Although we call them puzzles, is the play of a jigsaw best understood this way? Veli-Matti Karhulahti triumphantly declares in the title of his DiGRA 2013 paper "Puzzle is Not a Game!" Is he right?
The language surrounding games, puzzles, and play is always muddy. We call things 'puzzle games' that involve solving no puzzles, and other things 'adventure games' that primarily consist in puzzle-solving. Worse, arguments concerning artistically interesting games focus far to often on the asinine 'is this a game?' and not enough on why specific experiences of designed play are of interest. For these and many other reasons I have disavowed the word 'game' as the biggest barrier to understanding play, and suggest that attempts to define 'game' are more about the aesthetic values of the individual than anything more substantial (a position I outlined in Implicit Game Aesthetics).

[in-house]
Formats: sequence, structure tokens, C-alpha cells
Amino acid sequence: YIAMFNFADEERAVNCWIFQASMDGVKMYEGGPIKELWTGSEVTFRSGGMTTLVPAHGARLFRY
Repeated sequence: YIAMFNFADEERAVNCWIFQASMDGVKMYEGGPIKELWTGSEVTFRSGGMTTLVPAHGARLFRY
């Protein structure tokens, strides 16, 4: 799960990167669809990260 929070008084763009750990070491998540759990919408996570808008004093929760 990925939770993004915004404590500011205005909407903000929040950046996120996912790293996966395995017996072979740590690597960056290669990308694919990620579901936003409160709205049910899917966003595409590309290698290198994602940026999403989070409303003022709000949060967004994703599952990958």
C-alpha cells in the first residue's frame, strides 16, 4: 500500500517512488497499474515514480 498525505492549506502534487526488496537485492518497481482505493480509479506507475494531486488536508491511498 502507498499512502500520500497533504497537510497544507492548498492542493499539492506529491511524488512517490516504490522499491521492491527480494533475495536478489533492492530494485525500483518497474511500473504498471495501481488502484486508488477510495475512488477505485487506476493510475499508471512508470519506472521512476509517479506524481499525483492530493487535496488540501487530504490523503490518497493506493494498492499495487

One of the latest scholars to wade in on the terminology dispute, Veli-Matti Karhulahti, recognises the terms are problematic, but claims his approach is ontological and not terminological. Regrettably, Matti's ontology is grounded on the terminology of 'puzzle' and 'game', and thus fails to escape the contested language. I rather wish he had instead started from scratch with his terms, but it is at least clear what aesthetic value judgements are in play, and therefore how his claims should be interpreted. Matti lines up behind the conflict aesthetic citing Hans-Georg Gadamer's claim that games require "something else with which the player plays and which automatically responds to his move with a countermove." The space of play covered by the problem aesthetic is split by Matti – that which meet his criteria of 'puzzle' are not games, those that do are 'strategic challenge'. As the choice of the conflict aesthetic makes clear, Matti's games are necessarily challenges - which he views as a "vital constituent of games". We can clearly see where Matti wants to erect his boundaries, and what he is not currently prepared to consider as relevant.